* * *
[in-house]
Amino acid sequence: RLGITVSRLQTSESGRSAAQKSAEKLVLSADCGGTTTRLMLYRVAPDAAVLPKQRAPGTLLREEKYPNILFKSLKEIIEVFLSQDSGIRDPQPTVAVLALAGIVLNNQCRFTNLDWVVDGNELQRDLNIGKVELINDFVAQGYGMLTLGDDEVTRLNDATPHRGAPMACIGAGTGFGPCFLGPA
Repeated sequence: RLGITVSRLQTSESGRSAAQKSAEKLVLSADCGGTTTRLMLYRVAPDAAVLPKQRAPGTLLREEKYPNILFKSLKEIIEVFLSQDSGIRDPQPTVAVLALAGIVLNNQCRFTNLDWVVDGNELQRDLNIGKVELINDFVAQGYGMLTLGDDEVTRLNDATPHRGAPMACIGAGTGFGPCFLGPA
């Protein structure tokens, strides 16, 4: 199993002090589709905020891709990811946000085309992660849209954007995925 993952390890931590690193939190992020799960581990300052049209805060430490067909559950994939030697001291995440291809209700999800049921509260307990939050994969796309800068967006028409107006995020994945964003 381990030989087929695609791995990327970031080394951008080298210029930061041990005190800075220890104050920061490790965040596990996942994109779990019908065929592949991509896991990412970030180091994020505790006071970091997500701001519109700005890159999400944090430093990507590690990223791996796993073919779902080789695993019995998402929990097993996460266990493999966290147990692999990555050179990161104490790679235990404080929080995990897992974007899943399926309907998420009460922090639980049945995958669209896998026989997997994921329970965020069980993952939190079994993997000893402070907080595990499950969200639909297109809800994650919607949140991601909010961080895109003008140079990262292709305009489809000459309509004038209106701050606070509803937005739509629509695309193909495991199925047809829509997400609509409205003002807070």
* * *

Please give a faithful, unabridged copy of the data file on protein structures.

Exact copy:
[in-house]
Amino acid sequence: RLGITVSRLQTSESGRSAAQKSAEKLVLSADCGGTTTRLMLYRVAPDAAVLPKQRAPGTLLREEKYPNILFKSLKEIIEVFLSQDSGIRDPQPTVAVLALAGIVLNNQCRFTNLDWVVDGNELQRDLNIGKVELINDFVAQGYGMLTLGDDEVTRLNDATPHRGAPMACIGAGTGFGPCFLGPA
Repeated sequence: RLGITVSRLQTSESGRSAAQKSAEKLVLSADCGGTTTRLMLYRVAPDAAVLPKQRAPGTLLREEKYPNILFKSLKEIIEVFLSQDSGIRDPQPTVAVLALAGIVLNNQCRFTNLDWVVDGNELQRDLNIGKVELINDFVAQGYGMLTLGDDEVTRLNDATPHRGAPMACIGAGTGFGPCFLGPA
């Protein structure tokens, strides 16, 4: 199993002090589709905020891709990811946000085309992660849209954007995925 993952390890931590690193939190992020799960581990300052049209805060430490067909559950994939030697001291995440291809209700999800049921509260307990939050994969796309800068967006028409107006995020994945964003 381990030989087929695609791995990327970031080394951008080298210029930061041990005190800075220890104050920061490790965040596990996942994109779990019908065929592949991509896991990412970030180091994020505790006071970091997500701001519109700005890159999400944090430093990507590690990223791996796993073919779902080789695993019995998402929990097993996460266990493999966290147990692999990555050179990161104490790679235990404080929080995990897992974007899943399926309907998420009460922090639980049945995958669209896998026989997997994921329970965020069980993952939190079994993997000893402070907080595990499950969200639909297109809800994650919607949140991601909010961080895109003008140079990262292709305009489809000459309509004038209106701050606070509803937005739509629509695309193909495991199925047809829509997400609509409205003002807070």